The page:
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Reviews » DVD Video Reviews » Heartlands
Heartlands
Walt Disney Studios Home Entertainment // PG-13 // September 28, 2004
List Price: $29.99 [Buy now and save at Amazon]
Review by Holly E. Ordway | posted October 29, 2004 | E-mail the Author
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The movie

Describing a movie in terms of another, more successful film seems to be, if not the kiss of death, at least a sign that the film in question may not live up to its marketing. I still remember an advertisement for a now-mercifully-forgotten action film that trumpeted its identity as "Die Hard on a ship!" Heartlands doesn't venture into that realm of marketing idiocy, but its enthusiastic claim of being "In the feel-good style of The Full Monty!" leaves something to be desired. About the only thing that Heartlands has in common with The Full Monty is that its characters are working-class Brits with troubled lives. Heartlands isn't even really a comedy (or worse, if it's trying to be a comedy, I didn't notice.).

Heartlands focuses on Colin (Michael Sheen), the owner of a small newsstand along with his wife Sandra (Jane Robbins). It's immediately evident that Colin's life is one of very narrow horizons: waiting, bored, for customers in his shop; hanging out at the local pub with his pals. It's no wonder that Sandra decides she's had enough and takes off with one of Colin's friends. This shock to Colin's settled existence is finally enough to pull him out of his routine, and he sets off on his scooter to find Sandra. And although it takes nearly a third of Heartlands' 90-minute running time to get him this far, it's Colin's journey, and what he learns about himself on it, that is really the point of the film.

The trouble is that it's hard to really care about Colin, or for that matter, about anybody in the film. None of the characters are particularly interesting or sympathetic. There's really no humor to be found here, but not much drama, either; there's just not much reason to follow Colin on his journey with any particular attention. I suspect that director Damien O'Donnell was trying to give viewers a glimpse of the narrow, often difficult lives of ordinary working people, but we never see anything beyond the surface, even with Colin. Who are these people, and why should we care about their emotional lives? That's a question that's never resolved satisfactorily in Heartlands.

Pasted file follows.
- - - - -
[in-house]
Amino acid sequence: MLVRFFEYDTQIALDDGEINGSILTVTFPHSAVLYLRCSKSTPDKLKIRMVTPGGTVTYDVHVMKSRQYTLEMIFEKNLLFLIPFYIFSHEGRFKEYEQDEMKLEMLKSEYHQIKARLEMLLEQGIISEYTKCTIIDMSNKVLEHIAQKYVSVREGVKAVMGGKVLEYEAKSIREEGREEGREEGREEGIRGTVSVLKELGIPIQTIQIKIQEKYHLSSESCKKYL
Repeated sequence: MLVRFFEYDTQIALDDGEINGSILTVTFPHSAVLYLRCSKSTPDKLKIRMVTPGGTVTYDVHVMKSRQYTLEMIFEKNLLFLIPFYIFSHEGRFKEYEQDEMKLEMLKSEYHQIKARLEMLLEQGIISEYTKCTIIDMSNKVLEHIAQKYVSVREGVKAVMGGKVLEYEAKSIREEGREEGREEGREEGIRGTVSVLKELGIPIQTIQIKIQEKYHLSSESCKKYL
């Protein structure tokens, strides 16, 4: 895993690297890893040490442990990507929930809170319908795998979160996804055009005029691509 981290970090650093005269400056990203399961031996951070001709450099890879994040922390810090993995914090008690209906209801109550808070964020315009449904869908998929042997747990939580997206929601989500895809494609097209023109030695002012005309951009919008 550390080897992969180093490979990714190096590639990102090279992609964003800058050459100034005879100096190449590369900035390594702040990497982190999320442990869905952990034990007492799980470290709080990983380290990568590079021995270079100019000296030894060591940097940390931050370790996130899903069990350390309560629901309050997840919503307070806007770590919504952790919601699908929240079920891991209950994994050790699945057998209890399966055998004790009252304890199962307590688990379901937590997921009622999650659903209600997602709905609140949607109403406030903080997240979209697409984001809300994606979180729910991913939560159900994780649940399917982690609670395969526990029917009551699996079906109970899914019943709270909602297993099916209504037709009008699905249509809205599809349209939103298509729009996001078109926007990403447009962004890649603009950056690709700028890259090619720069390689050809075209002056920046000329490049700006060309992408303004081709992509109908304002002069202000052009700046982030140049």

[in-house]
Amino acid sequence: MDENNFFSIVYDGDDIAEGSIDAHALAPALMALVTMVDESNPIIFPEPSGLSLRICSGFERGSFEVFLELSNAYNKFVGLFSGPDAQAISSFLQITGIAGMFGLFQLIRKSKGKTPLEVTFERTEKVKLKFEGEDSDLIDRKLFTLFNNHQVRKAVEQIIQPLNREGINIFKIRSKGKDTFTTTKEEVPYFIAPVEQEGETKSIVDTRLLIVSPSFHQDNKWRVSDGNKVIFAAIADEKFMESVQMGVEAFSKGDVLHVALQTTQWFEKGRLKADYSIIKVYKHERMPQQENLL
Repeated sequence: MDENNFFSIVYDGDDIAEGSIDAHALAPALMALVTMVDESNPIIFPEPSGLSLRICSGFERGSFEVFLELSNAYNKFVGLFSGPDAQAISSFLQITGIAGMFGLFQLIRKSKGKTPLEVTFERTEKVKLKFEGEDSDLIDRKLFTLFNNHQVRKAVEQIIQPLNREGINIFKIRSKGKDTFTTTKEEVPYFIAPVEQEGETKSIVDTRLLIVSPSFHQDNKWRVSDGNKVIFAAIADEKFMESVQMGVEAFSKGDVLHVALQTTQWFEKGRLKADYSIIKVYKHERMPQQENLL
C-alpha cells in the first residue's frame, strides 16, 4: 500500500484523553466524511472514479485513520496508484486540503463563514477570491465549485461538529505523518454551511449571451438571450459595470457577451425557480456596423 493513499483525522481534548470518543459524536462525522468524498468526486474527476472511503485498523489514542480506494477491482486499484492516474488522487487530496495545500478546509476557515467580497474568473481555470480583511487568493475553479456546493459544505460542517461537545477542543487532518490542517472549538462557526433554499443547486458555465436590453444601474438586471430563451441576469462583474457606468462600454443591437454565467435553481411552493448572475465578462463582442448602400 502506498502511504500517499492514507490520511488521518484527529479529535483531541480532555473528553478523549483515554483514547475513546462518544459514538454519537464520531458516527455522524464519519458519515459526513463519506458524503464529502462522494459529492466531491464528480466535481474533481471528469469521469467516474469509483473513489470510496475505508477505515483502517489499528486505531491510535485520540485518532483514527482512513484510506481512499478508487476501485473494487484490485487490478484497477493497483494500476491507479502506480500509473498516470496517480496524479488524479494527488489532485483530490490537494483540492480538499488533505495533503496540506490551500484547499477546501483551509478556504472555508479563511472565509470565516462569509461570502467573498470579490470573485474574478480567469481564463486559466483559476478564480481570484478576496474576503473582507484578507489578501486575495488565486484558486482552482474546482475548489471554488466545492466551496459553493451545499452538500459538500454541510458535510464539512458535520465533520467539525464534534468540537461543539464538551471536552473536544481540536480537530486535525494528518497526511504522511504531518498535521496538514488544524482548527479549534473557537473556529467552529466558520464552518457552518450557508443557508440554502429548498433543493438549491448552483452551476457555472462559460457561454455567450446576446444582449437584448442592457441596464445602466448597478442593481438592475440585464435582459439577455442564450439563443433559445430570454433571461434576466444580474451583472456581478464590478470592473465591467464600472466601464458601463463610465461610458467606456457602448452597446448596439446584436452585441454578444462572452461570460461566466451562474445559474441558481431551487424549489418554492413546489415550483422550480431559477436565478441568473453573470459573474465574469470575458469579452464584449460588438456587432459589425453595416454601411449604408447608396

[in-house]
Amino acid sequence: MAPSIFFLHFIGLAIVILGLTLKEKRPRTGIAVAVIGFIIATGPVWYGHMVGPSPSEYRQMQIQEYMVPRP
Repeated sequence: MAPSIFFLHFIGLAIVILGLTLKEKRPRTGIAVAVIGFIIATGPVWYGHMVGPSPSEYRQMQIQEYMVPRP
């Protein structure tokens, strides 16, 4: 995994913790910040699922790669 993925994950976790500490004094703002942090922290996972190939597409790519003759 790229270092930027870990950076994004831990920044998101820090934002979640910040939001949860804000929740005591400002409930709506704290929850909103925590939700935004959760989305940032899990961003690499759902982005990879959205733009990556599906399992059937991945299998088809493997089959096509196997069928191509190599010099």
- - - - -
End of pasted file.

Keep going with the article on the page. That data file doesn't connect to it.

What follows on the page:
To its credit, Heartlands does wrap up with an ending that surprised me, as it opts not to take any of the more conventional paths that I'd have expected it to take. Even so, the conclusion isn't entirely convincing; Sheen and Robbins do their best to make their final scene work, but it just doesn't click.

The DVD

Video

Miramax's handling of this title makes me suspect it was a definite back-burner release. While the film does get an anamorphic treatment (it appears in its original 1.85:1 aspect ratio), it's an otherwise fairly bland transfer. The opening credits are in very poor condition for a 2002 film, and while the numerous speckles and dirt on the print are reduced in number once the main film starts, it's far from clean overall. Edge enhancement is very much in evidence, and a substantial amount of grain appears in low-light scenes.

Audio

The soundtrack here is a Dolby 5.1, though you wouldn't really be able to tell; there's minimal use of the surround channels. The dialogue is carried reasonably well, with the actors generally sounding clear, and there's no noise or distortion in the track. Still, some of the scenes sound flat, and at times the volume seems to dip down too low.

Extras

The only special feature is a trailer for Jersey Girl.

Final thoughts

Heartlands can best be described as a rather bland film. It doesn't have anything particular wrong with it, as it's competently made and acted; nonetheless, it lacks a real hook for the viewer to make it a compelling story. It's probably an adequate rental, but that's about it.

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